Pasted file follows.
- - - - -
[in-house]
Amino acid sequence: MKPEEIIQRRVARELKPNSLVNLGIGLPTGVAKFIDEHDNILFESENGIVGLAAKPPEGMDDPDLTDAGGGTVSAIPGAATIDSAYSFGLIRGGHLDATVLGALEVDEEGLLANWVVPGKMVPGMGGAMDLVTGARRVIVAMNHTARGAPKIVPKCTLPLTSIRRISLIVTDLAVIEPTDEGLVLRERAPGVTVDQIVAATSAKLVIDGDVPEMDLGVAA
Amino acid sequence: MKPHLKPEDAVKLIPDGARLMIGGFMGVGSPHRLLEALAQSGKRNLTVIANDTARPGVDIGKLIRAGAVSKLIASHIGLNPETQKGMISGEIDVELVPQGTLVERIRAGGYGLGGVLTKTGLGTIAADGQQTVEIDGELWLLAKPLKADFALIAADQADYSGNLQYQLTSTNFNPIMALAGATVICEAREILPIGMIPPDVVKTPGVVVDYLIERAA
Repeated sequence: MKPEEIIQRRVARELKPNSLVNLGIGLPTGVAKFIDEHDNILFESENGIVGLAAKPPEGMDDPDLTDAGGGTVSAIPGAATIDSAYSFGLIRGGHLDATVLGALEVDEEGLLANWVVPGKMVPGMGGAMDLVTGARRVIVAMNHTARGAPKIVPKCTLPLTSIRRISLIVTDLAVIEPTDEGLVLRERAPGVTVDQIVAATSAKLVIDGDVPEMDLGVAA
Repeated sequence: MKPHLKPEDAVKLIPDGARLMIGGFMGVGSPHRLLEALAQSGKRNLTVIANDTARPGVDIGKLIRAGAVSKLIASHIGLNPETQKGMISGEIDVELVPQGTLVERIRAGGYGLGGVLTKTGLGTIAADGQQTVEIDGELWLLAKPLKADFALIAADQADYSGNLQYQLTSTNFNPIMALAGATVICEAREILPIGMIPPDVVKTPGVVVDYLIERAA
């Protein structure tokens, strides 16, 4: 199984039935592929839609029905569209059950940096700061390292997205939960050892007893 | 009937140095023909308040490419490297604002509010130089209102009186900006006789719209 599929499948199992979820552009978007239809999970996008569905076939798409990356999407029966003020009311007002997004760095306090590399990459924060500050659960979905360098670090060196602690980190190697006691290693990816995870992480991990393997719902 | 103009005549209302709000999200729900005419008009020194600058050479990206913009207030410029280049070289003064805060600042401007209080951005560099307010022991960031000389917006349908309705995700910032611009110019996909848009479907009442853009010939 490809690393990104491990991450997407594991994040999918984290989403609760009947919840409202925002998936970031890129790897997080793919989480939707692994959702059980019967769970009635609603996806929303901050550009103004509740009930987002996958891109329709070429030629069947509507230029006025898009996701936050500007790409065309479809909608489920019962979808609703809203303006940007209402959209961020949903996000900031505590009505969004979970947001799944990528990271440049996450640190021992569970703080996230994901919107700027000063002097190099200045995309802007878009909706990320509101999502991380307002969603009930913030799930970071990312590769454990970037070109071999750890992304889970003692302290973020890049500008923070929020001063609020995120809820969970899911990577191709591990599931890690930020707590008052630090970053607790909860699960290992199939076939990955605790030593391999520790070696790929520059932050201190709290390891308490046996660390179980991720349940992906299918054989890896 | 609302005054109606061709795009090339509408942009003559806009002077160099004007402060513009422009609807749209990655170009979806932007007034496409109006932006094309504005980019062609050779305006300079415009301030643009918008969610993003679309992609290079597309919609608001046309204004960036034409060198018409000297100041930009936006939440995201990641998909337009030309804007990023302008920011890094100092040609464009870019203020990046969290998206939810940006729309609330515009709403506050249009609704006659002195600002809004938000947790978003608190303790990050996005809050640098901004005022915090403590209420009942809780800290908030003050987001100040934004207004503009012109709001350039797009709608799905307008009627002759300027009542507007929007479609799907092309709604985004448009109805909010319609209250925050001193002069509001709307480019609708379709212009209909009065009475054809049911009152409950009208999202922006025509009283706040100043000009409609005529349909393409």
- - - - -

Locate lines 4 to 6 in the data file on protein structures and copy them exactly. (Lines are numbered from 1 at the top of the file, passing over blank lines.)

Repeated sequence: MKPEEIIQRRVARELKPNSLVNLGIGLPTGVAKFIDEHDNILFESENGIVGLAAKPPEGMDDPDLTDAGGGTVSAIPGAATIDSAYSFGLIRGGHLDATVLGALEVDEEGLLANWVVPGKMVPGMGGAMDLVTGARRVIVAMNHTARGAPKIVPKCTLPLTSIRRISLIVTDLAVIEPTDEGLVLRERAPGVTVDQIVAATSAKLVIDGDVPEMDLGVAA
Repeated sequence: MKPHLKPEDAVKLIPDGARLMIGGFMGVGSPHRLLEALAQSGKRNLTVIANDTARPGVDIGKLIRAGAVSKLIASHIGLNPETQKGMISGEIDVELVPQGTLVERIRAGGYGLGGVLTKTGLGTIAADGQQTVEIDGELWLLAKPLKADFALIAADQADYSGNLQYQLTSTNFNPIMALAGATVICEAREILPIGMIPPDVVKTPGVVVDYLIERAA
């Protein structure tokens, strides 16, 4: 199984039935592929839609029905569209059950940096700061390292997205939960050892007893 | 009937140095023909308040490419490297604002509010130089209102009186900006006789719209 599929499948199992979820552009978007239809999970996008569905076939798409990356999407029966003020009311007002997004760095306090590399990459924060500050659960979905360098670090060196602690980190190697006691290693990816995870992480991990393997719902 | 103009005549209302709000999200729900005419008009020194600058050479990206913009207030410029280049070289003064805060600042401007209080951005560099307010022991960031000389917006349908309705995700910032611009110019996909848009479907009442853009010939 490809690393990104491990991450997407594991994040999918984290989403609760009947919840409202925002998936970031890129790897997080793919989480939707692994959702059980019967769970009635609603996806929303901050550009103004509740009930987002996958891109329709070429030629069947509507230029006025898009996701936050500007790409065309479809909608489920019962979808609703809203303006940007209402959209961020949903996000900031505590009505969004979970947001799944990528990271440049996450640190021992569970703080996230994901919107700027000063002097190099200045995309802007878009909706990320509101999502991380307002969603009930913030799930970071990312590769454990970037070109071999750890992304889970003692302290973020890049500008923070929020001063609020995120809820969970899911990577191709591990599931890690930020707590008052630090970053607790909860699960290992199939076939990955605790030593391999520790070696790929520059932050201190709290390891308490046996660390179980991720349940992906299918054989890896 | 609302005054109606061709795009090339509408942009003559806009002077160099004007402060513009422009609807749209990655170009979806932007007034496409109006932006094309504005980019062609050779305006300079415009301030643009918008969610993003679309992609290079597309919609608001046309204004960036034409060198018409000297100041930009936006939440995201990641998909337009030309804007990023302008920011890094100092040609464009870019203020990046969290998206939810940006729309609330515009709403506050249009609704006659002195600002809004938000947790978003608190303790990050996005809050640098901004005022915090403590209420009942809780800290908030003050987001100040934004207004503009012109709001350039797009709608799905307008009627002759300027009542507007929007479609799907092309709604985004448009109805909010319609209250925050001193002069509001709307480019609708379709212009209909009065009475054809049911009152409950009208999202922006025509009283706040100043000009409609005529349909393409």